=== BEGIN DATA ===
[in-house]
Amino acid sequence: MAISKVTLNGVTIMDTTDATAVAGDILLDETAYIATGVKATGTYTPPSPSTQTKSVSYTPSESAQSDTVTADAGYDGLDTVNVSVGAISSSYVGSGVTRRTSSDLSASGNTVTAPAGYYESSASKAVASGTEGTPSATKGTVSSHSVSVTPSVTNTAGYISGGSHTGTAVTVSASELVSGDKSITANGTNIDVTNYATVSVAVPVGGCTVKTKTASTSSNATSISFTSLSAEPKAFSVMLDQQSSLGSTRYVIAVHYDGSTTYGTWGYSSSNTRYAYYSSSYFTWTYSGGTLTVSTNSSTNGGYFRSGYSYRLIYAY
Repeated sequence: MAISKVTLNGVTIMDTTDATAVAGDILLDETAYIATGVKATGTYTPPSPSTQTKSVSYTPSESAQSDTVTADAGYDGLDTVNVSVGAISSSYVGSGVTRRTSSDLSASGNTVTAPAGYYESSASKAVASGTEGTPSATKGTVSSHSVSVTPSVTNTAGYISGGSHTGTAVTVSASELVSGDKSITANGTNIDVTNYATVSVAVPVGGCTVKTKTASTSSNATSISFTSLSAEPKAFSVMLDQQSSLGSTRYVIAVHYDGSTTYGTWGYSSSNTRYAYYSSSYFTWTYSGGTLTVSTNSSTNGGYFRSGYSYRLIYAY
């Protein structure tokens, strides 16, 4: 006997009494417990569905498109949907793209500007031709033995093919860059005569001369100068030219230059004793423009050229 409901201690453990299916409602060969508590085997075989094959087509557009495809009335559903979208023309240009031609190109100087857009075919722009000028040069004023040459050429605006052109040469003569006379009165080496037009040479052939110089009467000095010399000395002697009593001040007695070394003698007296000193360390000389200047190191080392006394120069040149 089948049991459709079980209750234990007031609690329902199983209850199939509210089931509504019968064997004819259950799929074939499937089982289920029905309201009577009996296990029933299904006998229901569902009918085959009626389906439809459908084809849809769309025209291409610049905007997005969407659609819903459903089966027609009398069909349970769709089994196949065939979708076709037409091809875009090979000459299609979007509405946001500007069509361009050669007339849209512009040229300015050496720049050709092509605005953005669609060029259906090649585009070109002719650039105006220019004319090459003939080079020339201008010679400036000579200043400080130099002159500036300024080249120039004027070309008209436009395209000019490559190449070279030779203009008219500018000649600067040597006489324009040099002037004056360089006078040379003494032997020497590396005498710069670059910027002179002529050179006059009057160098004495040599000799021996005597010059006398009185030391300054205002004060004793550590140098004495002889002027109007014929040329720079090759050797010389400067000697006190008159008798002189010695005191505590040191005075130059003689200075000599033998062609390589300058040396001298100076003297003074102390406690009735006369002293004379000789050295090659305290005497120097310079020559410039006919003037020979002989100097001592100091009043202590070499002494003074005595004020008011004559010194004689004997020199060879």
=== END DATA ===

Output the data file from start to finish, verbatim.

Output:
[in-house]
Amino acid sequence: MAISKVTLNGVTIMDTTDATAVAGDILLDETAYIATGVKATGTYTPPSPSTQTKSVSYTPSESAQSDTVTADAGYDGLDTVNVSVGAISSSYVGSGVTRRTSSDLSASGNTVTAPAGYYESSASKAVASGTEGTPSATKGTVSSHSVSVTPSVTNTAGYISGGSHTGTAVTVSASELVSGDKSITANGTNIDVTNYATVSVAVPVGGCTVKTKTASTSSNATSISFTSLSAEPKAFSVMLDQQSSLGSTRYVIAVHYDGSTTYGTWGYSSSNTRYAYYSSSYFTWTYSGGTLTVSTNSSTNGGYFRSGYSYRLIYAY
Repeated sequence: MAISKVTLNGVTIMDTTDATAVAGDILLDETAYIATGVKATGTYTPPSPSTQTKSVSYTPSESAQSDTVTADAGYDGLDTVNVSVGAISSSYVGSGVTRRTSSDLSASGNTVTAPAGYYESSASKAVASGTEGTPSATKGTVSSHSVSVTPSVTNTAGYISGGSHTGTAVTVSASELVSGDKSITANGTNIDVTNYATVSVAVPVGGCTVKTKTASTSSNATSISFTSLSAEPKAFSVMLDQQSSLGSTRYVIAVHYDGSTTYGTWGYSSSNTRYAYYSSSYFTWTYSGGTLTVSTNSSTNGGYFRSGYSYRLIYAY
């Protein structure tokens, strides 16, 4: 006997009494417990569905498109949907793209500007031709033995093919860059005569001369100068030219230059004793423009050229 409901201690453990299916409602060969508590085997075989094959087509557009495809009335559903979208023309240009031609190109100087857009075919722009000028040069004023040459050429605006052109040469003569006379009165080496037009040479052939110089009467000095010399000395002697009593001040007695070394003698007296000193360390000389200047190191080392006394120069040149 089948049991459709079980209750234990007031609690329902199983209850199939509210089931509504019968064997004819259950799929074939499937089982289920029905309201009577009996296990029933299904006998229901569902009918085959009626389906439809459908084809849809769309025209291409610049905007997005969407659609819903459903089966027609009398069909349970769709089994196949065939979708076709037409091809875009090979000459299609979007509405946001500007069509361009050669007339849209512009040229300015050496720049050709092509605005953005669609060029259906090649585009070109002719650039105006220019004319090459003939080079020339201008010679400036000579200043400080130099002159500036300024080249120039004027070309008209436009395209000019490559190449070279030779203009008219500018000649600067040597006489324009040099002037004056360089006078040379003494032997020497590396005498710069670059910027002179002529050179006059009057160098004495040599000799021996005597010059006398009185030391300054205002004060004793550590140098004495002889002027109007014929040329720079090759050797010389400067000697006190008159008798002189010695005191505590040191005075130059003689200075000599033998062609390589300058040396001298100076003297003074102390406690009735006369002293004379000789050295090659305290005497120097310079020559410039006919003037020979002989100097001592100091009043202590070499002494003074005595004020008011004559010194004689004997020199060879």